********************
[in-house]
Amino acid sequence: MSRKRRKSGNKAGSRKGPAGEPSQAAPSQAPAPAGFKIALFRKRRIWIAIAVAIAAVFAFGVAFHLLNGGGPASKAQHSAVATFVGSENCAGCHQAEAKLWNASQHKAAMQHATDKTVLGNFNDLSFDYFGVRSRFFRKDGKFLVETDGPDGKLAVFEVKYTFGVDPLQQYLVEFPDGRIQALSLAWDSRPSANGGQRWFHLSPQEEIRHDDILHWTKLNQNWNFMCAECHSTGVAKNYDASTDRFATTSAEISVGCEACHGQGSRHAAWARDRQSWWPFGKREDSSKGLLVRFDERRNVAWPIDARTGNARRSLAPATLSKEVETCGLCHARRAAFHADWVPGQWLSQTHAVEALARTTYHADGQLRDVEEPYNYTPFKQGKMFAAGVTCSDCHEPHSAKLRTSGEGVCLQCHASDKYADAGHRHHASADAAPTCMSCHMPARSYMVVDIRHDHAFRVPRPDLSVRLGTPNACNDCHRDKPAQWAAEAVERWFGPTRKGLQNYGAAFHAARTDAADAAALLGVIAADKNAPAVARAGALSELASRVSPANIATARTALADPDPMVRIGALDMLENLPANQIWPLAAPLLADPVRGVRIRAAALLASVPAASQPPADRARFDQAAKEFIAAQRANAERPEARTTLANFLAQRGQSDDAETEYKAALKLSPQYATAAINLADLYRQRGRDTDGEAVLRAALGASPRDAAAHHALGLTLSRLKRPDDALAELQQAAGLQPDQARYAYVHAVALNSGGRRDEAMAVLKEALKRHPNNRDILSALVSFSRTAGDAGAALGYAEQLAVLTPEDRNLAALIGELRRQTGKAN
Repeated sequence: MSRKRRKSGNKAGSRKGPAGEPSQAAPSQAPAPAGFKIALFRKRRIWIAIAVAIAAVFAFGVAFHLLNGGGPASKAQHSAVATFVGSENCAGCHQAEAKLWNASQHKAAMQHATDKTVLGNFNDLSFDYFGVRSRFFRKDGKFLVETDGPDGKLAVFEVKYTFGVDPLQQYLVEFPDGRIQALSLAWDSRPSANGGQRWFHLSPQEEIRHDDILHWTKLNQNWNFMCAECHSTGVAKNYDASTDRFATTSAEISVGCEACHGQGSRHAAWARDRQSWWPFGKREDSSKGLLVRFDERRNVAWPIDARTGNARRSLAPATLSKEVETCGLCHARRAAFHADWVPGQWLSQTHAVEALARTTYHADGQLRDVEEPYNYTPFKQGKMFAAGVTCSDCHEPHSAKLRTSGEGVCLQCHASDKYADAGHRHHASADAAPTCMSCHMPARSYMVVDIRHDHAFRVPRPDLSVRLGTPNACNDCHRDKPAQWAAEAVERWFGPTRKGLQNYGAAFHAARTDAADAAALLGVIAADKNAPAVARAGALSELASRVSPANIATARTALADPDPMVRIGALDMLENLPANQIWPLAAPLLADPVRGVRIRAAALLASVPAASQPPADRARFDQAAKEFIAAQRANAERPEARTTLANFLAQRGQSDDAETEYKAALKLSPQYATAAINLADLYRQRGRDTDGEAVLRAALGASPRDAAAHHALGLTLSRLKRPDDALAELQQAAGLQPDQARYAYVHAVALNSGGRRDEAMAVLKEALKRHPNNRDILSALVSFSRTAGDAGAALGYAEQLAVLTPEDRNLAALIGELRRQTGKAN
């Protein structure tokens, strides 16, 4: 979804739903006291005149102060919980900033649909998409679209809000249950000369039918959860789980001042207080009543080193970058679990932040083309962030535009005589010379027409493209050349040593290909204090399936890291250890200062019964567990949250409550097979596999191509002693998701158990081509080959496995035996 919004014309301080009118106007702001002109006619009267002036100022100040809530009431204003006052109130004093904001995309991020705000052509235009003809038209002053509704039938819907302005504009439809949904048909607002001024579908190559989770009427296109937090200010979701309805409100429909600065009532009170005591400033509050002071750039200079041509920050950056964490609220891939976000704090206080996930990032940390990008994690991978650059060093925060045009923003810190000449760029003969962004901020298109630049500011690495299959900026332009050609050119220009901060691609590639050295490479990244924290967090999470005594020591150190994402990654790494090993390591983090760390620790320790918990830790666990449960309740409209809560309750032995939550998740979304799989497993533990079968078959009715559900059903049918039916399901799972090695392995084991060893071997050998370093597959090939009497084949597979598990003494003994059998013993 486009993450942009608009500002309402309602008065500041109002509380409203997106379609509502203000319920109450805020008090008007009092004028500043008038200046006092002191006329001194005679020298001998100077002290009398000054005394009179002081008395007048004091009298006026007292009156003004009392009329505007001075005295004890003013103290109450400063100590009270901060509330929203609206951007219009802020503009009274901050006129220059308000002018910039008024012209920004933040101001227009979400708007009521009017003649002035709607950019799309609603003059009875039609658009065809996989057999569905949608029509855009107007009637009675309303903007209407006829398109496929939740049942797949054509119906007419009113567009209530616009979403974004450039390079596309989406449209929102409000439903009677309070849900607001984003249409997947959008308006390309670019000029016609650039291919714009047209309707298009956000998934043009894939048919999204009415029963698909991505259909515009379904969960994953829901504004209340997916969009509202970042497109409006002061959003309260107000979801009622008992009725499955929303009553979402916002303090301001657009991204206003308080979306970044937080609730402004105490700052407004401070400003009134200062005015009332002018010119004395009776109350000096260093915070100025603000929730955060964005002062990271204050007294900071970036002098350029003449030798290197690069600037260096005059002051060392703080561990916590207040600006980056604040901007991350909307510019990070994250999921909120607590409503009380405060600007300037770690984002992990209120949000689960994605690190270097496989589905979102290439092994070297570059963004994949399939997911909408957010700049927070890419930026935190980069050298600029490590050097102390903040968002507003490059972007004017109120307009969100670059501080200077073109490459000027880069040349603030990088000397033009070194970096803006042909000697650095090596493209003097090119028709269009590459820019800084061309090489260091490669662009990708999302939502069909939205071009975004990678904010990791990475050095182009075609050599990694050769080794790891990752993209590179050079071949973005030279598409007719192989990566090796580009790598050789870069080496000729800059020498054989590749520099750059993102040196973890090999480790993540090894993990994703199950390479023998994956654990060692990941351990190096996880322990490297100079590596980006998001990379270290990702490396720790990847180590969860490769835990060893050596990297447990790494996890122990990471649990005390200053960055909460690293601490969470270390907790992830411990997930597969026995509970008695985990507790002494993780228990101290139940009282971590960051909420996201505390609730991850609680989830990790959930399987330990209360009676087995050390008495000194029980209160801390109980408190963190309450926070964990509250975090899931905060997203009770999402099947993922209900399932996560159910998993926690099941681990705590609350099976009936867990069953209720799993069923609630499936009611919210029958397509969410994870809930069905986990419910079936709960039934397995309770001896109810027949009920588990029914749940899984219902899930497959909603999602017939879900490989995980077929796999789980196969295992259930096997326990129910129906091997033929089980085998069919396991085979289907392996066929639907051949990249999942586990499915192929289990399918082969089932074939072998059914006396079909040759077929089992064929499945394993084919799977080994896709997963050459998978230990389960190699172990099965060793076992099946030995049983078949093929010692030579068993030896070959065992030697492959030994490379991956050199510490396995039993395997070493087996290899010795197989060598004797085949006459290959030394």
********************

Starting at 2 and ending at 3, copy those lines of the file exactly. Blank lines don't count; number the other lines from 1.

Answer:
Amino acid sequence: MSRKRRKSGNKAGSRKGPAGEPSQAAPSQAPAPAGFKIALFRKRRIWIAIAVAIAAVFAFGVAFHLLNGGGPASKAQHSAVATFVGSENCAGCHQAEAKLWNASQHKAAMQHATDKTVLGNFNDLSFDYFGVRSRFFRKDGKFLVETDGPDGKLAVFEVKYTFGVDPLQQYLVEFPDGRIQALSLAWDSRPSANGGQRWFHLSPQEEIRHDDILHWTKLNQNWNFMCAECHSTGVAKNYDASTDRFATTSAEISVGCEACHGQGSRHAAWARDRQSWWPFGKREDSSKGLLVRFDERRNVAWPIDARTGNARRSLAPATLSKEVETCGLCHARRAAFHADWVPGQWLSQTHAVEALARTTYHADGQLRDVEEPYNYTPFKQGKMFAAGVTCSDCHEPHSAKLRTSGEGVCLQCHASDKYADAGHRHHASADAAPTCMSCHMPARSYMVVDIRHDHAFRVPRPDLSVRLGTPNACNDCHRDKPAQWAAEAVERWFGPTRKGLQNYGAAFHAARTDAADAAALLGVIAADKNAPAVARAGALSELASRVSPANIATARTALADPDPMVRIGALDMLENLPANQIWPLAAPLLADPVRGVRIRAAALLASVPAASQPPADRARFDQAAKEFIAAQRANAERPEARTTLANFLAQRGQSDDAETEYKAALKLSPQYATAAINLADLYRQRGRDTDGEAVLRAALGASPRDAAAHHALGLTLSRLKRPDDALAELQQAAGLQPDQARYAYVHAVALNSGGRRDEAMAVLKEALKRHPNNRDILSALVSFSRTAGDAGAALGYAEQLAVLTPEDRNLAALIGELRRQTGKAN
Repeated sequence: MSRKRRKSGNKAGSRKGPAGEPSQAAPSQAPAPAGFKIALFRKRRIWIAIAVAIAAVFAFGVAFHLLNGGGPASKAQHSAVATFVGSENCAGCHQAEAKLWNASQHKAAMQHATDKTVLGNFNDLSFDYFGVRSRFFRKDGKFLVETDGPDGKLAVFEVKYTFGVDPLQQYLVEFPDGRIQALSLAWDSRPSANGGQRWFHLSPQEEIRHDDILHWTKLNQNWNFMCAECHSTGVAKNYDASTDRFATTSAEISVGCEACHGQGSRHAAWARDRQSWWPFGKREDSSKGLLVRFDERRNVAWPIDARTGNARRSLAPATLSKEVETCGLCHARRAAFHADWVPGQWLSQTHAVEALARTTYHADGQLRDVEEPYNYTPFKQGKMFAAGVTCSDCHEPHSAKLRTSGEGVCLQCHASDKYADAGHRHHASADAAPTCMSCHMPARSYMVVDIRHDHAFRVPRPDLSVRLGTPNACNDCHRDKPAQWAAEAVERWFGPTRKGLQNYGAAFHAARTDAADAAALLGVIAADKNAPAVARAGALSELASRVSPANIATARTALADPDPMVRIGALDMLENLPANQIWPLAAPLLADPVRGVRIRAAALLASVPAASQPPADRARFDQAAKEFIAAQRANAERPEARTTLANFLAQRGQSDDAETEYKAALKLSPQYATAAINLADLYRQRGRDTDGEAVLRAALGASPRDAAAHHALGLTLSRLKRPDDALAELQQAAGLQPDQARYAYVHAVALNSGGRRDEAMAVLKEALKRHPNNRDILSALVSFSRTAGDAGAALGYAEQLAVLTPEDRNLAALIGELRRQTGKAN